When you're just getting started with investing, comparing brokerage firms is pretty easy. Nearly every broker lets you trade stocks and mutual funds, so you can focus on things like minimum balances, commissions, account fees, and research resources.
Yet when you go beyond the basics, you might not find the same level of support you get with stocks and funds. If trading options is part of your financial strategy, you won't necessarily get the same low commissions that apply to stock trades. Looking for individual bonds and other fixed-income securities? Not every broker offers them. And round-the-clock traders who want access to futures trading and foreign stock markets will have to be more selective about which broker they pick.
Still, things are better than they used to be. When discount brokerage firms first emerged, they typically offered only bare-bones investing choices. That meant that even if you went with a discount broker for stock trades, you typically needed a full-service broker for other types of transactions.
Now, discount brokers have expanded their offerings. Many firms let you trade options, bonds, and CDs. Fidelity, for example, has a system to help you find a wide variety of different types of fixed-income securities, including Treasury bonds, corporate debt, brokered CDs, tax-free municipals, and even zero-coupon bonds.
Around the world in 80 clicks
Brokers are also catering to traders who want 24-hour access to world markets. Several brokers offer direct trading in foreign markets, as well as the ability to make currency exchange transactions to fund foreign investments.
Of course, some of the brokers that offer these services charge additional fees for global trading. Still, for relatively unknown securities that don't trade on U.S. exchanges, these services let you invest where others can't.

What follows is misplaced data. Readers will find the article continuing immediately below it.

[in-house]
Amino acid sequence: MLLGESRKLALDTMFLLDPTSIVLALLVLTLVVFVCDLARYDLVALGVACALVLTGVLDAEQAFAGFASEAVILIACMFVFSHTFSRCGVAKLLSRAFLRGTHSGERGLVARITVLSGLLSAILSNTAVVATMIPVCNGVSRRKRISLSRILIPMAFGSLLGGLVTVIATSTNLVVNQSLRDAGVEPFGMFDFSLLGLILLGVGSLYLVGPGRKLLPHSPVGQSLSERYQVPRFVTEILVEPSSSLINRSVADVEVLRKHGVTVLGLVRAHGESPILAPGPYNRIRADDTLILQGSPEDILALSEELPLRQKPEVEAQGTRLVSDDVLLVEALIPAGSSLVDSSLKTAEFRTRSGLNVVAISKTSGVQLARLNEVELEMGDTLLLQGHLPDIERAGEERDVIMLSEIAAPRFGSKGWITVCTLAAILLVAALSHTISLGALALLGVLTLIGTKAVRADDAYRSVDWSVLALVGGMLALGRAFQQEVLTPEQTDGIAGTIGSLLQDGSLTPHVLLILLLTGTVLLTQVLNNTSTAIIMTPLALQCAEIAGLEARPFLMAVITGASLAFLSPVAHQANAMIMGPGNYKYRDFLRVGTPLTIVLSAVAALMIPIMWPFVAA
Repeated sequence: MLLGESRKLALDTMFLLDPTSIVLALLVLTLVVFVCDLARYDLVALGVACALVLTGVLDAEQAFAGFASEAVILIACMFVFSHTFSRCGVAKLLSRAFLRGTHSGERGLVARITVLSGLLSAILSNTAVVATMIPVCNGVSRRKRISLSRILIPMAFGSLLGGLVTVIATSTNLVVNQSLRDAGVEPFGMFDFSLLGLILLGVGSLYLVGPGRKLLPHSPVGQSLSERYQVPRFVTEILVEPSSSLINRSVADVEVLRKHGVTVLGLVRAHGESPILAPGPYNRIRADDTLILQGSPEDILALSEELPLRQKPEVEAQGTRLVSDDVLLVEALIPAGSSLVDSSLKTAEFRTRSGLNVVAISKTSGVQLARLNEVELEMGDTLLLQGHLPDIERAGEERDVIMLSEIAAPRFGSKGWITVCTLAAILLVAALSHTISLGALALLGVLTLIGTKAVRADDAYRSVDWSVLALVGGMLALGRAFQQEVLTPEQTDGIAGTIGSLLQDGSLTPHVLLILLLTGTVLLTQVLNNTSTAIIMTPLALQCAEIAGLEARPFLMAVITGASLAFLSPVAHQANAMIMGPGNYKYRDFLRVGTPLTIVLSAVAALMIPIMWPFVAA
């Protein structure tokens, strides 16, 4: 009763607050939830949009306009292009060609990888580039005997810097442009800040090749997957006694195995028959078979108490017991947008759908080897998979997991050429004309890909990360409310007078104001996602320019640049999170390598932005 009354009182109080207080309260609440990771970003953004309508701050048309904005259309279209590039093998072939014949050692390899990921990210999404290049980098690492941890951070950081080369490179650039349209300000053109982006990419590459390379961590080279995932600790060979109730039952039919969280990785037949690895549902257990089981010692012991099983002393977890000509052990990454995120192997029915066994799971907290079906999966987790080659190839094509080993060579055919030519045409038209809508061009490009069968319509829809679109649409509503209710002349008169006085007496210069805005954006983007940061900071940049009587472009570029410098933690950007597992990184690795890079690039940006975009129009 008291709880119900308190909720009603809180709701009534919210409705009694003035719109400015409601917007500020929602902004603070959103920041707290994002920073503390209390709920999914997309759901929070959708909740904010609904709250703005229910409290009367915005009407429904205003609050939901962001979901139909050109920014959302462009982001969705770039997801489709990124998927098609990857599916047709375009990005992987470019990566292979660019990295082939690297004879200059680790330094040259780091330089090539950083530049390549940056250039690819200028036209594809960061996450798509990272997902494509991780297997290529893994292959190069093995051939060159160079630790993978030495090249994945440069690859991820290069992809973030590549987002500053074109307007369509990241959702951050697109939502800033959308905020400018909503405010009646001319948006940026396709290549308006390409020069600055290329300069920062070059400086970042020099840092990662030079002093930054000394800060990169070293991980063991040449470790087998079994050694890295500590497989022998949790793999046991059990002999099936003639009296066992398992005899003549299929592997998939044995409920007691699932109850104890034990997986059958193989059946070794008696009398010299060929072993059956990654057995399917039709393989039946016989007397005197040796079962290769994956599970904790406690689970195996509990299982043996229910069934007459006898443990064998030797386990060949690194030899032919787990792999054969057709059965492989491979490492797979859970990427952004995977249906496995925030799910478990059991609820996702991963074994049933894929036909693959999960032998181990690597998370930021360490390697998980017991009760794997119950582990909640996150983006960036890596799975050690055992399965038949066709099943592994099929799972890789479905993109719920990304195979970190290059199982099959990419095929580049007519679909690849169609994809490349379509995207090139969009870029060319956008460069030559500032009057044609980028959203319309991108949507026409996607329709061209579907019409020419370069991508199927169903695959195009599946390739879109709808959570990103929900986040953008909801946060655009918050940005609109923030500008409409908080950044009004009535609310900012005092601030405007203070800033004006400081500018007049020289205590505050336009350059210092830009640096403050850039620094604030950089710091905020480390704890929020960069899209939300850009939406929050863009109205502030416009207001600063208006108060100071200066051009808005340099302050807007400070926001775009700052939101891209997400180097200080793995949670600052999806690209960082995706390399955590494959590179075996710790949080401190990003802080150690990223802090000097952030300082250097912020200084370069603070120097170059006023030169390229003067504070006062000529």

A future in futures?
Futures trading gives investors significant leverage, allowing them to control large blocks of assets while putting up just a fraction of their value. Until recently, investors had to open accounts with specialized brokerages in order to trade futures. However, you'll find that a number of brokers that have traditionally offered stocks now also include futures among their investment offerings.
Not for the meek
As brokers incorporate more services and products, it's easier to see differences among their websites and trading tools. Some feature extremely low commissions, but have trading interfaces that can be intimidating even to experienced investors. Others have more user-friendly applications, but they charge more.
That means you have to do more research to find the best fit for your trading style once you've become an expert investor. If you trade a lot, however, that research is well worth the effort, as it can save you hundreds or even thousands of dollars each year in lower commission costs. On the other hand, if you're a buy-and-hold investor who's mostly comfortable with stocks and mutual funds, then having those other products is just an interesting feature that you'll probably never use.